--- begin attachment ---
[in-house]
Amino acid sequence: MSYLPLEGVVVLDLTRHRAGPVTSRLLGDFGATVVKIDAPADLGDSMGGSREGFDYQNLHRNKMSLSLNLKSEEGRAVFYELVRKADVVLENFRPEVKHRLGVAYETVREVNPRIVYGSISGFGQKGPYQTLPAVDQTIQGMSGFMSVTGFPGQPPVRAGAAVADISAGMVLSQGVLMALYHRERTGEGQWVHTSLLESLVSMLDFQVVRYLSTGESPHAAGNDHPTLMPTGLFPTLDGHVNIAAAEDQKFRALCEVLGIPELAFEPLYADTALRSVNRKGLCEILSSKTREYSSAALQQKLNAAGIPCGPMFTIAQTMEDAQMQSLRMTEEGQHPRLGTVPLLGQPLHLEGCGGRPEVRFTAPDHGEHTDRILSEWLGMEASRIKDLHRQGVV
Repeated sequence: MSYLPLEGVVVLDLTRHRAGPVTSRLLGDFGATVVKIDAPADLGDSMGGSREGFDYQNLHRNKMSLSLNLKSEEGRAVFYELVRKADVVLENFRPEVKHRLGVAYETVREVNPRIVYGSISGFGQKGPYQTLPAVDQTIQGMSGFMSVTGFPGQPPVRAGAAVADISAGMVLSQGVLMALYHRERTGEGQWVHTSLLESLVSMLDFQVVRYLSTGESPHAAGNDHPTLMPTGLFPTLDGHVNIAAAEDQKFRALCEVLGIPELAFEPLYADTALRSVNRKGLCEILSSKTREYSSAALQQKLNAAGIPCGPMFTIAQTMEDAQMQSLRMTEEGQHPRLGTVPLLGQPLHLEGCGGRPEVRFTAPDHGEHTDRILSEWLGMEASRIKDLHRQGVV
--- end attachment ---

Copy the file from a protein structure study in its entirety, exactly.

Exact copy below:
[in-house]
Amino acid sequence: MSYLPLEGVVVLDLTRHRAGPVTSRLLGDFGATVVKIDAPADLGDSMGGSREGFDYQNLHRNKMSLSLNLKSEEGRAVFYELVRKADVVLENFRPEVKHRLGVAYETVREVNPRIVYGSISGFGQKGPYQTLPAVDQTIQGMSGFMSVTGFPGQPPVRAGAAVADISAGMVLSQGVLMALYHRERTGEGQWVHTSLLESLVSMLDFQVVRYLSTGESPHAAGNDHPTLMPTGLFPTLDGHVNIAAAEDQKFRALCEVLGIPELAFEPLYADTALRSVNRKGLCEILSSKTREYSSAALQQKLNAAGIPCGPMFTIAQTMEDAQMQSLRMTEEGQHPRLGTVPLLGQPLHLEGCGGRPEVRFTAPDHGEHTDRILSEWLGMEASRIKDLHRQGVV
Repeated sequence: MSYLPLEGVVVLDLTRHRAGPVTSRLLGDFGATVVKIDAPADLGDSMGGSREGFDYQNLHRNKMSLSLNLKSEEGRAVFYELVRKADVVLENFRPEVKHRLGVAYETVREVNPRIVYGSISGFGQKGPYQTLPAVDQTIQGMSGFMSVTGFPGQPPVRAGAAVADISAGMVLSQGVLMALYHRERTGEGQWVHTSLLESLVSMLDFQVVRYLSTGESPHAAGNDHPTLMPTGLFPTLDGHVNIAAAEDQKFRALCEVLGIPELAFEPLYADTALRSVNRKGLCEILSSKTREYSSAALQQKLNAAGIPCGPMFTIAQTMEDAQMQSLRMTEEGQHPRLGTVPLLGQPLHLEGCGGRPEVRFTAPDHGEHTDRILSEWLGMEASRIKDLHRQGVV